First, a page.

“So, the best thing for us would have been to subject this innovation to the SWOT analysis— looking at the strengths, weaknesses, opportunities and threats— so that the new process would be accepted by all and not necessarily allowing that Maxwell alone to go and unilaterally bring a soothsayer because he is being pushed by some people so that he will become the tindaana.

This SWOT analysis or dialogue has not been done and you want to impose yourself on Balungu as a traditional landowner, which can bring about mayhem. If an innovation will sell land and the women, the children and the vulnerable in the community will not benefit in that society, then, we don’t want to be part of that innovation,” said a member of one of the excluded households, who mentioned his name only as Robert.

Eighteen houses being excluded to avoid accountability— agitators

The aggrieved members of the community also explained that the eighteen households were being left out of the installation process because they would, in the interest of the community, always demand transparency and accountability in all land-lease transactions undertaken— principles they said the group pushing for the one-sided procedure did not want.

“I know large tracts of land in Balungu that have been sold into individual pockets for nothing, even given as gifts, sold, misused and misappropriated whilst the people are suffering and the money is taken by one family or just a few. If you have a modern tindaana who will not think of women and children, then, it is as useless as not having a tindaana. It’s better not to have a tindaana. Maxwell has met with two of the gates. Both Luribongo and Telabiisi are not aware of his move.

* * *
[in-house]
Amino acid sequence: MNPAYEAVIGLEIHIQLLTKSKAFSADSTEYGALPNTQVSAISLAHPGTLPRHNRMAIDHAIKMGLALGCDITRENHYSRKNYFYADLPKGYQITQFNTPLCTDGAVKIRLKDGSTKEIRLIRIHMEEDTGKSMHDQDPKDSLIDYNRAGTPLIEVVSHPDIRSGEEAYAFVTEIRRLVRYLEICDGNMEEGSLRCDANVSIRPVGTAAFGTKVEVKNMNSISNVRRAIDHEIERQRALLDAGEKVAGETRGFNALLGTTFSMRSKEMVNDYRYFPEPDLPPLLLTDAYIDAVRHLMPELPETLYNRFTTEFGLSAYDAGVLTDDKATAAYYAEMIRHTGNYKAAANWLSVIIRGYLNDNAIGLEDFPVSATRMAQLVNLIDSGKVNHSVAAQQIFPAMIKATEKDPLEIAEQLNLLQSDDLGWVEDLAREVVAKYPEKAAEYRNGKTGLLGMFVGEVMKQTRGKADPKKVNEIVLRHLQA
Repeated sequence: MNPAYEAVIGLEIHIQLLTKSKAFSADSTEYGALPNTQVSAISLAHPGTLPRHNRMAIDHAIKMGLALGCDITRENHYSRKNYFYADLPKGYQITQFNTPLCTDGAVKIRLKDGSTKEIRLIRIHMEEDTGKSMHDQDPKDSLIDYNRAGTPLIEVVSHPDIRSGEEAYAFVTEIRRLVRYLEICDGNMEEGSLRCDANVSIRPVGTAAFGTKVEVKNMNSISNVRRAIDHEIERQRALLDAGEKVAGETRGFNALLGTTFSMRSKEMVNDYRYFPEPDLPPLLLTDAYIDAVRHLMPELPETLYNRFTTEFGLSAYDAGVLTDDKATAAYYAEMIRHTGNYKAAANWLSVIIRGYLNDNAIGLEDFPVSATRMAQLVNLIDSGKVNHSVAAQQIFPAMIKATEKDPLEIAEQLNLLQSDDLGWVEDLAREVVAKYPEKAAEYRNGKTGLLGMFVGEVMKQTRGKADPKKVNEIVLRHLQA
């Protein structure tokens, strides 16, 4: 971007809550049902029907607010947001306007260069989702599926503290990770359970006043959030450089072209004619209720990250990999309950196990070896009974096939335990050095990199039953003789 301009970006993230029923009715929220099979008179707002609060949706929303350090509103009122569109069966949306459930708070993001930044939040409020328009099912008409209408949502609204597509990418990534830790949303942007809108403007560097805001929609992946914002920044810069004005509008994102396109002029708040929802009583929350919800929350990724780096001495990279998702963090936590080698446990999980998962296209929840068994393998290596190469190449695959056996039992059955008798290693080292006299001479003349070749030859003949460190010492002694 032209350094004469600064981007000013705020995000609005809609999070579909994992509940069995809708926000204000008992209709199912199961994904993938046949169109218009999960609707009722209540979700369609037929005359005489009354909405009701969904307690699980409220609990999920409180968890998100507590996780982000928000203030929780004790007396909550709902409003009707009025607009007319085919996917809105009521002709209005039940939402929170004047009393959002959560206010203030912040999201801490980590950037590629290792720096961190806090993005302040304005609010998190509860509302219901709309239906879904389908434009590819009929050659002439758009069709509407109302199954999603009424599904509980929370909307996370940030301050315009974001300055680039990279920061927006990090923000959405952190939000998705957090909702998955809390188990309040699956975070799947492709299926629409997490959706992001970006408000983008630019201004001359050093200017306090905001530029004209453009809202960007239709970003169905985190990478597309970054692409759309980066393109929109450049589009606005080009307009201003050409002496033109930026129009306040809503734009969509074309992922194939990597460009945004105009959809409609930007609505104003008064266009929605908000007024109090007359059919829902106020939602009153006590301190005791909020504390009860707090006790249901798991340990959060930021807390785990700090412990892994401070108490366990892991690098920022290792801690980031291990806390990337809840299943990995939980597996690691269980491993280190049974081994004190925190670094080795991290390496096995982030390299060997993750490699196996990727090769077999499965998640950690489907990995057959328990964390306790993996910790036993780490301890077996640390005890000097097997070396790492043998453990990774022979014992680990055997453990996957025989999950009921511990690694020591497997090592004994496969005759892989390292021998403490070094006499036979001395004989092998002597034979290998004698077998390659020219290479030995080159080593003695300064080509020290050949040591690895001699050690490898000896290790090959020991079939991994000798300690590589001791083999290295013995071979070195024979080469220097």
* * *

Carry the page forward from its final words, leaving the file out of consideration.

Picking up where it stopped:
“His gate has one house. Baabiisi has one house. The two houses have met. Luribongo has 7 houses. Telabiisi has 11 houses. Put that together; that is 18 houses. So, 2 houses against 18 houses. What type of conflict do you want to create? That is why we are saying that trouble is looming. He is avoiding the other eighteen houses because he and those who are backing him say the members of those 18 houses are enlightened and will demand accountability for the lands sold in the community,” stated an elder (name withheld on his own plea).

A prominent member of the community, Dominic Azumah Azoyine, told the press with emphasis: “Maxwell Alenga’s unilateral decisions are likely to plunge the entire Balungu into chaos. He should be brought to book as quickly as possible. We also want to use this medium to notify the National Peace Council to intervene as well because the Balungu matter has been a very long and thorny issue. There must be dialogue. There must be a consensus.”

Meanwhile, the elders of the Telabiisi and Luribongo clans have written a petition to the Talensi Traditional Council on the development. The petition, dated 21st December, 2020, highlights the need for broader and proper consultations to be done with all the houses under the tindaana clans in Balungu in the selection and installation of the next traditional landowner in order to avoid disturbances in the area.

Source: dailymailgh.com